"Notes with satisfaction that the Malaysian delegation has stated its intention to relay the Committee’s concerns and intentions to the competent Malaysian authorities;
"Requests the Secretary-General also to convey these considerations to the Speaker of the House of Representatives, inviting him to ensure that the mission of the Committee can be received in Malaysia in the very near future;
"Requests the Committee on the Human Rights of Parliamentarians to continue examining the case and report to it at its next session (September 1998)."
The role of MPs, whether Malaysia should have effective and articulate MPs or deaf and dumb MPs, is one of the many public policy issues raised by the Lim Guan Eng case.
A RoundTable Conference of Support, Sympathy and Solidarity with Lim Guan Eng would be held at the Federal Hotel, (Banquet Hall), Kuala Lumpur on Thursday, 16th April 1998 at 7.30 p.m.
Panellists would be leading opinion makers in Malaysia. Confirmed panellists are:
On April Fools’ Day, 1st April 1998, the Court of Appeal dismissed the appeals against conviction and sentence by DAP Deputy Secretary-General and MP for Kota Melaka, Lim Guan Eng, on Sedition Act and Printing Presses and Publications Act charges and allowed the cross-appeals by the Public Prosecutor and the enhancement of the sentences from RM15,000 fine to three years' jail.
In announcing the decision, the Court of Appeal judge, Justice Datuk Gopal Sri Ram said in open court that "It is time that the court sends a clear message that it cannot tolerate any attack on the judiciary";
The 36 months’ jail sentence on Guan Eng is doubly tragic, for Guan Eng as well as for the nation. Tragic for Guan Eng, as he never attacked the judiciary. All he did was to respond to the pleas for help of a Malay grandmother who had nowhere to turn to in the fight to defend the human rights and women rights of her underaged grand-daughter against the mighty and powerful Malacca Chief Minister at the time, Tan Sri Rahim Tamby Cik. Guan Eng went to the help of the Malay grandmother and her underaged grand-daughter because of the manifest injustice where the victim of statutory rape was in detention while Rahim was free. Now, this saga has been further compounded where, added on the previous episode of the underaged girl in detention, Rahim free, the latest sequel is Guan Eng to go to prison!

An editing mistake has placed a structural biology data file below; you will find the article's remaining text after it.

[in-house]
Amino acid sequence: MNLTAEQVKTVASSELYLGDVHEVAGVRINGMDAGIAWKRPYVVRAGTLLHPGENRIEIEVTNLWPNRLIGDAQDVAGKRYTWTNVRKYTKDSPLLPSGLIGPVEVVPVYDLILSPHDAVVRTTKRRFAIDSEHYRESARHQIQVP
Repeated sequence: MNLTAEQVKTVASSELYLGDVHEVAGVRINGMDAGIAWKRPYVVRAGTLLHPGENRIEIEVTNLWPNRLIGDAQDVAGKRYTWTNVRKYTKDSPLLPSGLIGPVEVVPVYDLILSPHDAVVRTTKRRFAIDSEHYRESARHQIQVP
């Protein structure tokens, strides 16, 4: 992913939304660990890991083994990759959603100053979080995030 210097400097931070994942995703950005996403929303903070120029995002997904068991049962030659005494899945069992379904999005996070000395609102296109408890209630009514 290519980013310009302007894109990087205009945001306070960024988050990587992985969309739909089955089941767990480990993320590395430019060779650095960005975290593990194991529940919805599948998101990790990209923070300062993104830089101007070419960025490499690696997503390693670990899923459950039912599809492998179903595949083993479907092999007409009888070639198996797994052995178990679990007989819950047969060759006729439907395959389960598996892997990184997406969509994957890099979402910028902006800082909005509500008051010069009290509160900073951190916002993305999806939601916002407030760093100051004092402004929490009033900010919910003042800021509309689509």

Tragic for the nation because it has far-reaching implications for the country, such as:
In a sense, it is not just Guan Eng who is on trial, the Malaysia nation is on trial. This year is the tenth anniversary of the greatest judicial crisis in Malaysian history in 1988. The country has never recovered from the judicial crisis ten years ago, but had been tottering from one crisis of confidence in the judiciary to another in the past decade.
There is now a new crisis of confidence in the system of justice, when the judiciary’s interpretation of justice is completely at variance with the society’s understanding of justice, as in the case of the 36-month jail sentence for Guan Eng for defending the human rights and women rights of the underaged Malay girl.
This is why the Court of Appeal decision on April 1 had been met with a shockwave of disbelief and outrage in the country and this may be one of the defining events as to the nature of the civil society Malaysia is building in the new millennium to begin in 20 months’ time.
The RoundTable Conference of Support, Sympathy and Solidarity with Lim Guan Eng will address these public policy concerns and implications and is open to the public by invitation. Those interested can contact 03-7578022, 03-7578127; 03-7547426; 016-2255003; 012-2929859 for further details.